John Seavey's Storytelling Engines: Martian Manhunter

Here's the latest Storytelling Engine from John Seavey. Click here to read John's description of what a Storytelling Engine IS, anyways. Check out more of them at his blog, Fraggmented.

Storytelling Engines: Martian Manhunter

(or "The Amazing Evolution Of J'Onn J'Onzz")

At times, it sometimes seems like there's a Darwinian element to the way storytelling engines function. In fact, there most definitely is--with a finite amount of resources (to wit, dollars in the budget of comics fans) and a process of change over time, the theory of natural selection dictates that comics that can adapt themselves to produce the most exciting and interesting stories for the reading audience will survive, and that changes that increase reader interest will stick around, while changes that don't will perish. (This, in a totally random aside, is why Lex Luthor is never going back to the pre-Crisis version, no matter how hard writers like Jeph Loeb and Mark Waid push for it. The suave, corporate raider Luthor is just a more interesting character. Survival of the most interesting.)

So how does this relate to J'Onn J'Onzz, Manhunter from Mars? Because like all good species in a Darwinian world, he has adapted to survive--and the recent 'Showcase Presents The Martian Manhunter' preserves that evolution, like a fossil, for our edification. The Martian Manhunter, as it happens, was around during a very tumultuous period in comic book history, the beginning of the Silver Age of comics. (In fact, some people claim him as the first Silver Age character, a point I'm about to profoundly dispute.) And, like those tiny little mammals right around the end of the Cretaceous era, he suddenly found himself in a period of big environmental upheaval and had to adapt to survive. Let's look at his two storytelling engines in chronological order, along with the "meteor" that hit comics in the meanwhile.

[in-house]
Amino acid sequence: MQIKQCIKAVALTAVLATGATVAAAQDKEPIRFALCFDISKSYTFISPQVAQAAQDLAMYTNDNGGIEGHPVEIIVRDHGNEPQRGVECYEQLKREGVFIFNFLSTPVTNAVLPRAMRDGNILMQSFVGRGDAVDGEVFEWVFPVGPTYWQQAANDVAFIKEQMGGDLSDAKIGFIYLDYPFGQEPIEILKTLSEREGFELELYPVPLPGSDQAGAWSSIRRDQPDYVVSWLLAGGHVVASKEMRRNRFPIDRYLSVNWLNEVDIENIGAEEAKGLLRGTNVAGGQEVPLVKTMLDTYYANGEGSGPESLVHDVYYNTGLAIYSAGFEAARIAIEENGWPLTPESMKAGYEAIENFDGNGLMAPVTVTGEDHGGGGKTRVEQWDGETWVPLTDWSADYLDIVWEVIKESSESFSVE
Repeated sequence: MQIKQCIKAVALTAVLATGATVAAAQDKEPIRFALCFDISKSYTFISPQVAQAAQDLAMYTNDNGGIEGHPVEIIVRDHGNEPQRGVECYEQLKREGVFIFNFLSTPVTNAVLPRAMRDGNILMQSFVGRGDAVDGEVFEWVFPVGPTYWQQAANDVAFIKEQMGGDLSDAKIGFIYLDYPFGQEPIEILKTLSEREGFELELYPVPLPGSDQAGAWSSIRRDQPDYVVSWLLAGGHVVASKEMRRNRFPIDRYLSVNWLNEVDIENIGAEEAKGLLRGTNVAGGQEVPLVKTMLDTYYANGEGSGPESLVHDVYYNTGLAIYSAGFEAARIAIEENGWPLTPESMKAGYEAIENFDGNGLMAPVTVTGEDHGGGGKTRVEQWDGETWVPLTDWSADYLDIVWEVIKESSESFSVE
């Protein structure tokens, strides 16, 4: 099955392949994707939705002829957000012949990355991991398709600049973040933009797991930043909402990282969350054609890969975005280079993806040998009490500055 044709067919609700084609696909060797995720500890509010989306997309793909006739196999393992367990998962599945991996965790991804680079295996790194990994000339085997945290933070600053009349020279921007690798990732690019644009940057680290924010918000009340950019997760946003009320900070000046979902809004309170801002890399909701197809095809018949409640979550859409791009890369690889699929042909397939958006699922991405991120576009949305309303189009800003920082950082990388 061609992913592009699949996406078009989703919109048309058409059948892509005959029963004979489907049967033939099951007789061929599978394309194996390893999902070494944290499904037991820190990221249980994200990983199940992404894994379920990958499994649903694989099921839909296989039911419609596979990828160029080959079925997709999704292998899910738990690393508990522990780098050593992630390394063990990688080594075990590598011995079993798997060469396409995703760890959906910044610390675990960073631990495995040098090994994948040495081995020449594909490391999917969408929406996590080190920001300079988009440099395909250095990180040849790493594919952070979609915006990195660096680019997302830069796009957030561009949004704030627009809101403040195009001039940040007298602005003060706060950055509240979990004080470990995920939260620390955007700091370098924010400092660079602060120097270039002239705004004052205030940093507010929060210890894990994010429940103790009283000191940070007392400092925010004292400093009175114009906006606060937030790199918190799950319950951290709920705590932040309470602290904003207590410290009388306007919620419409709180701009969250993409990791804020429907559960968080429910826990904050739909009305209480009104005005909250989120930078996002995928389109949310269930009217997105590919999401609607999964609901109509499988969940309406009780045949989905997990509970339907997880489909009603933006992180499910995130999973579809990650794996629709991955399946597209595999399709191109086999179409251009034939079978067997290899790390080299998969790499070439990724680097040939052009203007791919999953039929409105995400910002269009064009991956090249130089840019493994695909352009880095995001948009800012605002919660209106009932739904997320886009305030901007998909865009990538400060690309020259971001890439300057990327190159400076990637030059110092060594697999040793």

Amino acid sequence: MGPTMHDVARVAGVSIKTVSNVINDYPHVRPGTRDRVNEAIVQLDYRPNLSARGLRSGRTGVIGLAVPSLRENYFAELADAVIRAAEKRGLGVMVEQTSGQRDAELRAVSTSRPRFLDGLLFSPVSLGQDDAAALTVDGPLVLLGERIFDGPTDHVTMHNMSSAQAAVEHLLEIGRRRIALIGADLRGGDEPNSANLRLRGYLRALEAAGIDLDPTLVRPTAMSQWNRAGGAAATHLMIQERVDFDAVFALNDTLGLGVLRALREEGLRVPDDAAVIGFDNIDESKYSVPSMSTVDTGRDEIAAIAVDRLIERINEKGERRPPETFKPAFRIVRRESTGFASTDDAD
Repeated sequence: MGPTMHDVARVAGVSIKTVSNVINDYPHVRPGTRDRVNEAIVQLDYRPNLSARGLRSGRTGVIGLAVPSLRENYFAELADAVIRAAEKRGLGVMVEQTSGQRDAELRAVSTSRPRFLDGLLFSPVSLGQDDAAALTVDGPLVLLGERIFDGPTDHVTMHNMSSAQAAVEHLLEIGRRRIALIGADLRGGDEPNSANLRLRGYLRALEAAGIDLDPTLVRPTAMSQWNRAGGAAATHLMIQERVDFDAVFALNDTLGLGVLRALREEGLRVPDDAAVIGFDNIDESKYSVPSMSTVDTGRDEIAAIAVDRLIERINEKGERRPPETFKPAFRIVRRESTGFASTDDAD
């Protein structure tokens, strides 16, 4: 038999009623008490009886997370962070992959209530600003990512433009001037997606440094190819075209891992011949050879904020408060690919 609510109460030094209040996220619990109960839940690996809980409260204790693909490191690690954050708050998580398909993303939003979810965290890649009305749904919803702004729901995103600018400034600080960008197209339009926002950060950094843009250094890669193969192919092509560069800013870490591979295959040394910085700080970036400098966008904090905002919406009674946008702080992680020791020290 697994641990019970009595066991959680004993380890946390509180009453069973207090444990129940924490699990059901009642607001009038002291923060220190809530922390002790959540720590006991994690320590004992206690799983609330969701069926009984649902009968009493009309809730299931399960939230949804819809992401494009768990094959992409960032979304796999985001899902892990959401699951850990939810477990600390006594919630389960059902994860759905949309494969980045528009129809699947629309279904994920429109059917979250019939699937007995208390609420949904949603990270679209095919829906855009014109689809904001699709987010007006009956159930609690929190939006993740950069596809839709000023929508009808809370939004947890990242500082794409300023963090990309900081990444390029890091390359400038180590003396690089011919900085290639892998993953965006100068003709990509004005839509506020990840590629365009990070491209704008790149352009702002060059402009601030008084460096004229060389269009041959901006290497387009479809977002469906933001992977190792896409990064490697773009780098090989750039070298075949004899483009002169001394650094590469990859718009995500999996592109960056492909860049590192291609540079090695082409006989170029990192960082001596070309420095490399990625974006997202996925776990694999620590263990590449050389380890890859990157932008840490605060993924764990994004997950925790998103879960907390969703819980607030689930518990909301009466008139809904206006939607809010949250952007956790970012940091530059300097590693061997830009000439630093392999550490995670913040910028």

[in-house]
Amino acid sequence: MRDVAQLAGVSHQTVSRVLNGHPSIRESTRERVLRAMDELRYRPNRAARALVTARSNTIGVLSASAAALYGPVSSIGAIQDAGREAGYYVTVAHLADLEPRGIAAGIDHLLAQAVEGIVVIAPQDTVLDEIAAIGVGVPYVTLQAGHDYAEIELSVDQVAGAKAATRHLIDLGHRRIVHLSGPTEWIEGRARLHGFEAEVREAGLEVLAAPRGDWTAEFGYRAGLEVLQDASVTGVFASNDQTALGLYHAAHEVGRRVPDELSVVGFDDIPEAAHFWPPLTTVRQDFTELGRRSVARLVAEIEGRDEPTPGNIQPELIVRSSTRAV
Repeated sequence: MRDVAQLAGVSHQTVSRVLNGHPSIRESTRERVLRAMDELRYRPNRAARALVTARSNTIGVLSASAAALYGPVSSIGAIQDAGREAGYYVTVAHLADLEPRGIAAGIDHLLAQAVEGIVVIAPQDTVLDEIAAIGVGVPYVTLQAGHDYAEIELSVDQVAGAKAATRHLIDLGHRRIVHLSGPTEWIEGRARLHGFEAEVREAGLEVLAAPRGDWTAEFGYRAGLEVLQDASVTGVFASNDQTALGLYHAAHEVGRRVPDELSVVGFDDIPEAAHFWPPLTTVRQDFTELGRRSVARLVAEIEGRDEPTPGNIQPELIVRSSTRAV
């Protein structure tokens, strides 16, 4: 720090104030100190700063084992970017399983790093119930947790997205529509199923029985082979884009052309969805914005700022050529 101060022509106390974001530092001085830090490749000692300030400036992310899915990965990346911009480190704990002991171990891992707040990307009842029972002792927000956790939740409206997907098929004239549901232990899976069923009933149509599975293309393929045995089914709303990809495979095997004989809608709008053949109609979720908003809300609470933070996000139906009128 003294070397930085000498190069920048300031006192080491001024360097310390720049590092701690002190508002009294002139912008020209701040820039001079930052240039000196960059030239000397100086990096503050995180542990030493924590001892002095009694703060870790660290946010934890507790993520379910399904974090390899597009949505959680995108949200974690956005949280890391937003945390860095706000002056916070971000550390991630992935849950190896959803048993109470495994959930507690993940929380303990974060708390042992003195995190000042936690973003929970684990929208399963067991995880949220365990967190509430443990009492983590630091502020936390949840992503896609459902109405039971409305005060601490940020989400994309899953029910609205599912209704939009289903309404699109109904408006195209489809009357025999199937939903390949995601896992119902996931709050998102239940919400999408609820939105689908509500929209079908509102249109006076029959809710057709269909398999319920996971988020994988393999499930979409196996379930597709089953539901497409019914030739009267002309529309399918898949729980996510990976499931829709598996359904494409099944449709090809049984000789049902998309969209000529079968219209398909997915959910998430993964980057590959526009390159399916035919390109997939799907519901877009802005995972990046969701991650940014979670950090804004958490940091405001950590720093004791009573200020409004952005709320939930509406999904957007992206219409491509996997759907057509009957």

Storytelling Engine #1: J'Onn J'Onzz, a martian accidentally stranded on Earth by a dead scientist, decides to help humankind while he tries to find a way home by masquerading as a human police officer with his shapeshifting abilities. He solves crimes as "John Jones", all the while secretly using his Martian powers to aid him in his detecting.

At the time, this was just one of many quirky "detective" comics that dotted the newsstand. (In fact, it ran as a backup in 'Detective Comics', home of Batman.) They had ghost detectives, detective chimpanzees, and detectives from the future, so a detective from space probably fit right in. "Detective comics" were one of several mini-trends that populated this era of comics, along with science fiction, westerns, horror, and romance...but very few superheroes. In fact, apart from Batman, Superman and Wonder Woman, DC wasn't publishing any "superhero" comics at all.

Then along came Julius Schwartz, and the Silver Age hit comics like the proverbial meteor. Schwartz sensed the enthusiasm for science fiction comics was about to boom, and so he relaunched almost every major DC hero from the Golden Age as a science-fiction themed character. From 1956 to 1960, the Atom, Hawkman, Green Lantern, the Flash, and the Justice Society were all recreated as sci-fi heroes, and comics readers couldn't get enough. So what did this mean for J'Onn J'Onzz?

Storytelling Engine #2: Suddenly (in November 1959, to be exact), the arrival of an "evil Martian" meant that he had to reveal his existence to the public or be framed for crimes he didn't commit. He kept "John Jones" as a secret identity, but transformed into "The Martian Manhunter", complete with costume, when he needed to fight crime. Occasional guest-star Diana Meade became a regular character, and suddenly developed a suspicion that John Jones and the Martian Manhunter might be one and the same. Within a few months, he even joined a super-team (the newly-formed Justice League of America), completing his transformation from "quirky detective" to "super-hero".

It's pure Darwinian evolution in action. The property completely transformed itself to attract new readers, while other characters less suited to do so fell into obscurity for many years. (Detective Chimp is just now making his comeback in the DC Universe.) What does this mean for Marvel and DC today? Perhaps it means they need to keep their options open. Nobody wants to just chase the next trend, but chasing it is a better option than being run over by it.

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